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2014 Cubs Attendance Watch

The Cubs sold a lot of tickets this past week -- many of them to fans of the visitors.

David Banks

The Cubs passed the two million mark in total tickets sold for the 2014 season with Friday's game, with (at that time) 18 remaining dates. Here are the numbers for the just-completed, rain-soaked homestand, and then some thoughts on where we are and where we're going with attendance.

Date     Announced Crowd     In-House Estimate
8/19        31,064              24,000
8/20        30,633              25,000
8/21        30,531              18,000
8/22        33,761              28,000
8/23        37,156              31,000
8/24        32,774              28,000

Well. These numbers do require some explanation. Fans of both visiting teams this past week -- both Giants fans and Orioles fans -- came to Wrigley Field in large numbers. That was particularly true for Orioles fans, who had followed their team on a week-long odyssey to Chicago as they played the White Sox before they came to Wrigley. Many of them did leave after Saturday's game -- the number of orange-clad Baltimore fans in the stands was noticeably smaller for Sunday's contest despite the nicer weather.

You'll notice that the three games for the Giants series had nearly identical totals of tickets sold for all of them. This likely reflects season-ticket sales, both full-season and the weekend and night package. For the weekend, the Saturday game sold more tickets despite the weather forecast; the lower number for Sunday is typical of most weekends, where Saturday outdraws Sunday.

Here are the numbers for the homestand: Tickets sold totalled 195,919, or 32,653 per date. This is slightly fewer on average than the 33,115 per date for the previous homestand. My in-house estimates -- and the Thursday in-house crowd was clearly lowered by the awful weather -- total 154,000, or 25,667 per date. That makes the estimated no-show count for this homestand 41,919, or 6,987 per date. That's up from the last homestand, obviously because of the awful weather (for example, estimated no-shows for Friday and Sunday, when the weather was nice, were much lower).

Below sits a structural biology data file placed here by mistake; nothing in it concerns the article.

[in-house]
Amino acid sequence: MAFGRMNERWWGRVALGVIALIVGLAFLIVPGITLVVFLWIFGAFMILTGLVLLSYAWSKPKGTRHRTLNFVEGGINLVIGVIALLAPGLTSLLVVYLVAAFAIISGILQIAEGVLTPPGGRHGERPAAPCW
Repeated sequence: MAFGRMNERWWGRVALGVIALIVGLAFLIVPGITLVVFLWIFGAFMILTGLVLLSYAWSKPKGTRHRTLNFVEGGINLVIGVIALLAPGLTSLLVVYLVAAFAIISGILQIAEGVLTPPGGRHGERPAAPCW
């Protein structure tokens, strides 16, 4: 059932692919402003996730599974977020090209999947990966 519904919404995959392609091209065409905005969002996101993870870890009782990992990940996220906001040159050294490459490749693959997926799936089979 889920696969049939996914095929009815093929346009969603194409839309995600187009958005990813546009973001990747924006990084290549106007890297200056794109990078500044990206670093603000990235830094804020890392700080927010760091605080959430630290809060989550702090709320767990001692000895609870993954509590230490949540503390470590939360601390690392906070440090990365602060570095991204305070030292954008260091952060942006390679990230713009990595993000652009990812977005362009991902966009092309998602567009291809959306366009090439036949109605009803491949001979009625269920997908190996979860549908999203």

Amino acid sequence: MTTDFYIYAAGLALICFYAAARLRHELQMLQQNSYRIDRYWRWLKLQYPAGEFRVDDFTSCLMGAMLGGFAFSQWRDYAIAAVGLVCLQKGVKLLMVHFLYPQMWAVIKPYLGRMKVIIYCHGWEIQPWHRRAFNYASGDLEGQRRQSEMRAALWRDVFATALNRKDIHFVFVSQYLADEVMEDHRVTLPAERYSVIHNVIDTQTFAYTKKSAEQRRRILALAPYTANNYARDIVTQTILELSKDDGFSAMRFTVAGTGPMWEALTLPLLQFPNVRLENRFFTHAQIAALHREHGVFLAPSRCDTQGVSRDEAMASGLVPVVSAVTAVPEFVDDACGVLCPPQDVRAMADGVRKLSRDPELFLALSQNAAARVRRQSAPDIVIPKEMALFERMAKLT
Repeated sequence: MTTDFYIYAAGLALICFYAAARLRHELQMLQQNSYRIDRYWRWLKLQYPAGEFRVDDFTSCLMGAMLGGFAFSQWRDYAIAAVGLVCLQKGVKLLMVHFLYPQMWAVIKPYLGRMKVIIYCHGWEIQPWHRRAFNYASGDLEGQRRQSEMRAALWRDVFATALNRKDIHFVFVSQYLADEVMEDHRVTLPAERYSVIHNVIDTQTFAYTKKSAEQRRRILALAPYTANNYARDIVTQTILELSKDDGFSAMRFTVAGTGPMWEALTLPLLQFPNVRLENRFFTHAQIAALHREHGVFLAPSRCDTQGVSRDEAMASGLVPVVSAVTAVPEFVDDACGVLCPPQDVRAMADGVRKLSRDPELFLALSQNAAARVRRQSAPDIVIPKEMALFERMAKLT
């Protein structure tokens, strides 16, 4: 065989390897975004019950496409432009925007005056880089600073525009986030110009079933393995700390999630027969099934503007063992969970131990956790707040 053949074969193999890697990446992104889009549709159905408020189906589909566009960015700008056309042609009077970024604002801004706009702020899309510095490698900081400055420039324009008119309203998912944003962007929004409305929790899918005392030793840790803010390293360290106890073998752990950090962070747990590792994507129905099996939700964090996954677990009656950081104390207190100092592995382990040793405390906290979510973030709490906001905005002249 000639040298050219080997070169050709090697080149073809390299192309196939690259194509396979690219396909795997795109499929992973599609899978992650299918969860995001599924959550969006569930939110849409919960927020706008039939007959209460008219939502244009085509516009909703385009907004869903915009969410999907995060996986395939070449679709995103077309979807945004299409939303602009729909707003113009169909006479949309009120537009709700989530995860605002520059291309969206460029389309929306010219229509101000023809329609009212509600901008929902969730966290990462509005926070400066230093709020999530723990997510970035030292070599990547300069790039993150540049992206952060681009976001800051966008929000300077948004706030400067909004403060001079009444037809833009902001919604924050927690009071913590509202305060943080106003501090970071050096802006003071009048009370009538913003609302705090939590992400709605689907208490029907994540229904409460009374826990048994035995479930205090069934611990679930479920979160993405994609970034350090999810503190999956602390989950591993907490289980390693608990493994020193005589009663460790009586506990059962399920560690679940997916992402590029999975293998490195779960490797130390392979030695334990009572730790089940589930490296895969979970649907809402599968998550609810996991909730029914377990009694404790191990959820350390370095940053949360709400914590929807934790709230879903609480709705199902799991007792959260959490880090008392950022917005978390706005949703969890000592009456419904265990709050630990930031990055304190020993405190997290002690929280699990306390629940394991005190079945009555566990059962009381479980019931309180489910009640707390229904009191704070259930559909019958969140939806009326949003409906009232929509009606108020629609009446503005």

For the season, the Cubs' total tickets sold are now 2,128,439, or 32,745 per date. That's down from the last post in this series -- by nine people. My total in-house estimates for the season are now 1,621,000, or 24,938 per date. That makes the estimated no-show total for the season 507,439, or 7,807 per date.

The Cubs' total attendance ranks 12th, about 50,000 behind the Nationals and 75,000 ahead of the Phillies. The average ranks 11th, about 700 per game ahead of the Nats and more than 1,200 per date behind the Rockies.

If the Cubs draw the same numbers as their average to date for the rest of the year, they'll sell 2,652,345 tickets, which would be almost exactly the same as last year's total of 2,642,682. However, over the last few years, attendance in September has been down considerably, and not just because of poor play on the field. The end of the tourist season and return of kids to school cuts into attendance in many different ways. Last year in September, six of the 13 dates had fewer than 30,000 tickets sold. I expect something similar this year, even with the Cardinals and Dodgers and Brewers, contending teams, coming in. Of the 16 remaining dates, nine are night games and those historically don't draw as well.

It might be different this year. The better play has drawn some more people back to Wrigley; exactly how many is impossible to say right now. We'll see what happens.